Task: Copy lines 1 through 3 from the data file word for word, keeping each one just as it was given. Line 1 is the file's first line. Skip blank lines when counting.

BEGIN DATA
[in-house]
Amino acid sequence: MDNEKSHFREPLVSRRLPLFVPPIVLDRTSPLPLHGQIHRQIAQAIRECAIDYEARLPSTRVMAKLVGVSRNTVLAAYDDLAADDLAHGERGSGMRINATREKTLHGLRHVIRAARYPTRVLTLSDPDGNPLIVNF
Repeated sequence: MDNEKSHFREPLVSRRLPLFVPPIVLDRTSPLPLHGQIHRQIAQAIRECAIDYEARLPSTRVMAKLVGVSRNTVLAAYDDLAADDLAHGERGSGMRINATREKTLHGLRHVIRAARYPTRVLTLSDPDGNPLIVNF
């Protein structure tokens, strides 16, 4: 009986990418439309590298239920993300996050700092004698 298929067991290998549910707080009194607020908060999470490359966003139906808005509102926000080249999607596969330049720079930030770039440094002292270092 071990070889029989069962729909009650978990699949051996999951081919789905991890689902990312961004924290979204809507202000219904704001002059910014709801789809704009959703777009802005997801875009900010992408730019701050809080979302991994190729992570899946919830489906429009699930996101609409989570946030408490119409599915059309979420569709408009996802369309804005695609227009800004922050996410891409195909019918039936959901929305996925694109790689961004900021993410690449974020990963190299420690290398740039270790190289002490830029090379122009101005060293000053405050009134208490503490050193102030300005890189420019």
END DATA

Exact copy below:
[in-house]
Amino acid sequence: MDNEKSHFREPLVSRRLPLFVPPIVLDRTSPLPLHGQIHRQIAQAIRECAIDYEARLPSTRVMAKLVGVSRNTVLAAYDDLAADDLAHGERGSGMRINATREKTLHGLRHVIRAARYPTRVLTLSDPDGNPLIVNF
Repeated sequence: MDNEKSHFREPLVSRRLPLFVPPIVLDRTSPLPLHGQIHRQIAQAIRECAIDYEARLPSTRVMAKLVGVSRNTVLAAYDDLAADDLAHGERGSGMRINATREKTLHGLRHVIRAARYPTRVLTLSDPDGNPLIVNF